The question of whether the “profits method” of determining rentals for hotel premises contravenes s.37(2) of the Retail Leases Act 2003 (Vic) has finally been determined by the Supreme Court of Victoria.
Under the “profits method” the valuer estimates the income and expenses of the business with the difference between the two estimates being the net profit. The method entails the cost of fitting out and similar work being brought into the calculation since it is a cost which will be born by the lessee in order to make a profit. The usual means of doing this is to estimate the capital cost involved and “rentalise” it over the period of the expected life of the equipment with the “rentalised” sum being an item of expenditure to be put into the notional accounts. See: Hill and Redman’s Law of Landlord and Tenant.
Uncertainty has surrounded the use of the “profits method” because s.37(2) directs the valuer to determine the current market rent as the rent that would be reasonably be expected to be paid for the premises if they were unoccupied and also directs the valuer “not to take into account the value of goodwill created by the tenant’s occupation or the value of the tenant’s fixtures and fittings”.
In the important decision of Epping Hotels Pty Ltd v Serene Hotels Pty Ltd  VSC 104 (which was an appeal from VCAT) Croft J decided that the valuer’s use of the “profits method” in determining the rent of a hotel and gaming venue did not infringe s.37(2).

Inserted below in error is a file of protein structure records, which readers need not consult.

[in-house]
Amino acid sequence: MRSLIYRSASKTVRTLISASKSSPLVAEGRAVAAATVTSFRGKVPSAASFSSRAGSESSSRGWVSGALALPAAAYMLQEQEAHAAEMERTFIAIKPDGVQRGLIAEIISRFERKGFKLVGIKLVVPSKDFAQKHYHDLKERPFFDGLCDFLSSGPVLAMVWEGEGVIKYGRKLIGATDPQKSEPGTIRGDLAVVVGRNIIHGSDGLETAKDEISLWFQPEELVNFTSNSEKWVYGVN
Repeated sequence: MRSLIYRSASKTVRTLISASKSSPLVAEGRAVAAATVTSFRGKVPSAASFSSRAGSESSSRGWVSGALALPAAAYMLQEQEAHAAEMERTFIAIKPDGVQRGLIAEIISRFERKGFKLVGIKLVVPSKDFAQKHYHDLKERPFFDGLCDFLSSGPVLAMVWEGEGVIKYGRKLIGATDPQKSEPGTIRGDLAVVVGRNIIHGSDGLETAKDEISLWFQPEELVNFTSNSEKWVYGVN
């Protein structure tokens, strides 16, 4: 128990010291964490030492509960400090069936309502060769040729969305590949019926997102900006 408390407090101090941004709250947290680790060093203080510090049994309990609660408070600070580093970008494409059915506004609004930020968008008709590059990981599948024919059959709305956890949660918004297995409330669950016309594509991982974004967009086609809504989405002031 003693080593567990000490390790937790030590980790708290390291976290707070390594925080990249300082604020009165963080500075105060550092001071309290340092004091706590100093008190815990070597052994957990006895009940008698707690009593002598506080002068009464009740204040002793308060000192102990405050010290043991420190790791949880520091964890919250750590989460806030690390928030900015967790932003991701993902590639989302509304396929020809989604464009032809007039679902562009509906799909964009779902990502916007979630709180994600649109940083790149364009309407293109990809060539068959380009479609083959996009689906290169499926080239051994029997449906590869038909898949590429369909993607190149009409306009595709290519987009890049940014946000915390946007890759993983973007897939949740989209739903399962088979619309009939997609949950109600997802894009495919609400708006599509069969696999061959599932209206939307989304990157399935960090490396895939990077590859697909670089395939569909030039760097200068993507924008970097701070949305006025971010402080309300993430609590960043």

His Honour agreed with the Tribunal that the critical question was whether the valuer had taken into account the value of the sitting tenant’s fixtures and fittings contrary to s.37(2).
The valuer had excluded the acquisition costs of the sitting tenant’s gaming machines and gaming entitlements from the rent determination but had taken into account the fittings and fixtures that the hypothetical future tenant owned.
His Honour held that while the valuer had not followed strictly the methodology referred to above, the valuer had not taken the sitting tenant’s fixtures and fittings into account and had properly assumed that the premises were unoccupied. Therefore the valuation did not breach s.37(2).
The decision will be a great relief for valuers of hotels and similar premises.
His Honour also decided that the Tribunal had erred because it had not taken into account a supplementary report by the valuer: the supplementary report formed part of the valuer’s reasoning in the rental determination.